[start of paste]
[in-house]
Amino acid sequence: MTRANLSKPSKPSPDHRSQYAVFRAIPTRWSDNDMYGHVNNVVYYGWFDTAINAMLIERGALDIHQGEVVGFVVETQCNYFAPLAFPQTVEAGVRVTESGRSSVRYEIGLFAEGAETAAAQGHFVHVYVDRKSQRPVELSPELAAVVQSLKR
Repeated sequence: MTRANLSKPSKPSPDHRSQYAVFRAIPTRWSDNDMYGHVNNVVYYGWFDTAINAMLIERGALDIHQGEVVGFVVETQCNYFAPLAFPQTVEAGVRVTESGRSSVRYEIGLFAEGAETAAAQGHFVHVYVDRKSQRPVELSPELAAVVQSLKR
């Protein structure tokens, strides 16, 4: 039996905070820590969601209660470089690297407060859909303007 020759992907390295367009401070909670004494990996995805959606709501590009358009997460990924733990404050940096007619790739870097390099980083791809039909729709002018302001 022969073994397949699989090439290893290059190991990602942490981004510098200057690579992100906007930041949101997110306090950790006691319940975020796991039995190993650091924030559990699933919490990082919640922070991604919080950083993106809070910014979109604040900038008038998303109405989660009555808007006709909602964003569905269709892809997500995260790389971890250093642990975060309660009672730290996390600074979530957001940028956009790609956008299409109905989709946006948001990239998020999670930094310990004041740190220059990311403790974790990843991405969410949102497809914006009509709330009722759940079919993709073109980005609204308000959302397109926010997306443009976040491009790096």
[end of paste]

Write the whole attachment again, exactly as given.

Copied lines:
[in-house]
Amino acid sequence: MTRANLSKPSKPSPDHRSQYAVFRAIPTRWSDNDMYGHVNNVVYYGWFDTAINAMLIERGALDIHQGEVVGFVVETQCNYFAPLAFPQTVEAGVRVTESGRSSVRYEIGLFAEGAETAAAQGHFVHVYVDRKSQRPVELSPELAAVVQSLKR
Repeated sequence: MTRANLSKPSKPSPDHRSQYAVFRAIPTRWSDNDMYGHVNNVVYYGWFDTAINAMLIERGALDIHQGEVVGFVVETQCNYFAPLAFPQTVEAGVRVTESGRSSVRYEIGLFAEGAETAAAQGHFVHVYVDRKSQRPVELSPELAAVVQSLKR
């Protein structure tokens, strides 16, 4: 039996905070820590969601209660470089690297407060859909303007 020759992907390295367009401070909670004494990996995805959606709501590009358009997460990924733990404050940096007619790739870097390099980083791809039909729709002018302001 022969073994397949699989090439290893290059190991990602942490981004510098200057690579992100906007930041949101997110306090950790006691319940975020796991039995190993650091924030559990699933919490990082919640922070991604919080950083993106809070910014979109604040900038008038998303109405989660009555808007006709909602964003569905269709892809997500995260790389971890250093642990975060309660009672730290996390600074979530957001940028956009790609956008299409109905989709946006948001990239998020999670930094310990004041740190220059990311403790974790990843991405969410949102497809914006009509709330009722759940079919993709073109980005609204308000959302397109926010997306443009976040491009790096």